“In what humans labelled the Cenezoic era, hydrogen sulphide seeped upwards from the petroleum reserves that still lie deep underground. The hydrogen sulphide mixed with oxygen from the water that had seeped down from an inland sea that used to cover most of New Mexico. That formed sulphuric acid, a highly caustic chemical that dissolved the rocks and created the caverns. If you were, somehow, transported in time into the caverns when they were being created, you would not live very long.”

These children were barely nine years old, of course, but they were Gallifreyan children. They had no trouble understanding all those chemical names and could probably have given him the formulae for them if he had asked for it. This was a day out, not a science lesson so he didn’t test them. It was enough that they were listening.

“If we went by TARDIS it would be all right,” suggested Breissal.

“Yes, but we’re not going to do that,” Kristoph insisted. “Imagine what it would do to the varnish on the outside of the capsule?”

The children laughed. Of course, the TARDIS’s outer appearance was a clever disguise. It would be completely unharmed by exposure to a Cenezoic sulphuric acid atmosphere. He could have done that, and the children would certainly have learnt a great deal from such an experience, but there was still plenty to discover in this era.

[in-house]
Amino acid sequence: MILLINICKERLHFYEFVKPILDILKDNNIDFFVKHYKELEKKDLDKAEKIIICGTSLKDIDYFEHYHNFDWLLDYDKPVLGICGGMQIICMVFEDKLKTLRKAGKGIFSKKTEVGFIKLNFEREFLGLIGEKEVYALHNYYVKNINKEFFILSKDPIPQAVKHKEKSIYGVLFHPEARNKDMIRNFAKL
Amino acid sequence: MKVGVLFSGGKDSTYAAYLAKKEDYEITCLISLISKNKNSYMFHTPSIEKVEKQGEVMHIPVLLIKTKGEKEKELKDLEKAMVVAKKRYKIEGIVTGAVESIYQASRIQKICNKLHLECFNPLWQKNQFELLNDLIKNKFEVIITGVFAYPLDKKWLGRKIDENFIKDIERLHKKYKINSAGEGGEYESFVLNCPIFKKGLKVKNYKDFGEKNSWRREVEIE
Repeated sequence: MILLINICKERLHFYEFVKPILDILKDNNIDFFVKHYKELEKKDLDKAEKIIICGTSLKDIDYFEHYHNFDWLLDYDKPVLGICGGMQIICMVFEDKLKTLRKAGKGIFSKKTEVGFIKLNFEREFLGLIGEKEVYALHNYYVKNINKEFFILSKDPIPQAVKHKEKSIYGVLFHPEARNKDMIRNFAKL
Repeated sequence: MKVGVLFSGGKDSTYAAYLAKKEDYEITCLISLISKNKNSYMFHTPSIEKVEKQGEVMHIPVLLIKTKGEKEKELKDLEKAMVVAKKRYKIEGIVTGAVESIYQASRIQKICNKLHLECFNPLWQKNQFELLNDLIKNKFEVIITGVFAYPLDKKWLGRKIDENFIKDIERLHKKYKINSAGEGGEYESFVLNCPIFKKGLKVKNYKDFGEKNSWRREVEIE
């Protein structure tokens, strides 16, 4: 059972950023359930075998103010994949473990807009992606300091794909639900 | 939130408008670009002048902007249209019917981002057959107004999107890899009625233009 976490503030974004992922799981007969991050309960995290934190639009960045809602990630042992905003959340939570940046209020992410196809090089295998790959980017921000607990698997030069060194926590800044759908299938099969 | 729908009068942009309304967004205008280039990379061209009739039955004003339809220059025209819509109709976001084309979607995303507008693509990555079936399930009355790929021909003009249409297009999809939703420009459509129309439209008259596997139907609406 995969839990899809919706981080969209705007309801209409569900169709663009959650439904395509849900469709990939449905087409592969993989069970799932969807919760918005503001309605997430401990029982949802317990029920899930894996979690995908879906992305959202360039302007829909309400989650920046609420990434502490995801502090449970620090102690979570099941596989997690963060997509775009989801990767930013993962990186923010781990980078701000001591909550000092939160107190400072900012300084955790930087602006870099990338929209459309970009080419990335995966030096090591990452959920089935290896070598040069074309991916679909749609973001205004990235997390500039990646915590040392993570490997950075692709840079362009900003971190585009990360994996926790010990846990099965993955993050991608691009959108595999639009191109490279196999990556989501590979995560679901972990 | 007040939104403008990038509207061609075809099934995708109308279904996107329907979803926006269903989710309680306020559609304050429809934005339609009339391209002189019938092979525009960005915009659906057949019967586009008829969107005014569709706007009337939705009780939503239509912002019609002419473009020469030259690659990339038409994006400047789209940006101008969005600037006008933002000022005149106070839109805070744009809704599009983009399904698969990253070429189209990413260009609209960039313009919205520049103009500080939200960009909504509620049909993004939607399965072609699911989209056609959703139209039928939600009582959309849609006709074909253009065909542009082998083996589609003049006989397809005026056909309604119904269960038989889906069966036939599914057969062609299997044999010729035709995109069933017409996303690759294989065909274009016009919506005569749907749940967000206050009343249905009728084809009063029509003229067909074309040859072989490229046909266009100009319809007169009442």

He compromised by holding out his hands and creating a holographic image in the air above them, product of his imagination, in which he demonstrated the poisonous atmosphere of the proto-cavern as it was being created.

“I think we probably should not go there,” Breissal decided when the demonstration was over.

“I think you’re right,” Kristoph agreed. “Shall we find a picnic place and enjoy our lunch, now?”

They had their lunch in the cavern called ‘The Rookery’ where tables and benches were provided for picnickers just as if it was in a park above ground. The ceiling was a hanging forest of stalactites while the floor was littered with examples of a much smaller kind of speleothem – cave pearls. When their lunch was over, the children investigated the clusters of pearls all around them. They were mostly the size of marbles and almost all were perfectly round.